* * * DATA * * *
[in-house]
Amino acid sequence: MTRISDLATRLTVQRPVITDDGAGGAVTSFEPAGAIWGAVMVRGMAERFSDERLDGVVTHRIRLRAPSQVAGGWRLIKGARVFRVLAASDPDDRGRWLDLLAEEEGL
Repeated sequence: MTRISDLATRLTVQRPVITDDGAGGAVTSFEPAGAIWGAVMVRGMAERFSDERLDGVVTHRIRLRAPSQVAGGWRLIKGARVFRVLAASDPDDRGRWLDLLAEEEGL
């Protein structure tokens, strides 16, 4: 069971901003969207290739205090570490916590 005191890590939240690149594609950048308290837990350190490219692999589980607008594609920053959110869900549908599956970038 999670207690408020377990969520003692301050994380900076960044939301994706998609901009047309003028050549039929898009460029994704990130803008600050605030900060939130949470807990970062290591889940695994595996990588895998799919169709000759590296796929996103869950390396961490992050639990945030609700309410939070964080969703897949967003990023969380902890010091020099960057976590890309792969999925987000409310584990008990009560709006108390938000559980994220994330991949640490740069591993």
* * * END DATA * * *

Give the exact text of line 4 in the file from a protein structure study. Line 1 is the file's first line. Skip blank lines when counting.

């Protein structure tokens, strides 16, 4: 069971901003969207290739205090570490916590 005191890590939240690149594609950048308290837990350190490219692999589980607008594609920053959110869900549908599956970038 999670207690408020377990969520003692301050994380900076960044939301994706998609901009047309003028050549039929898009460029994704990130803008600050605030900060939130949470807990970062290591889940695994595996990588895998799919169709000759590296796929996103869950390396961490992050639990945030609700309410939070964080969703897949967003990023969380902890010091020099960057976590890309792969999925987000409310584990008990009560709006108390938000559980994220994330991949640490740069591993």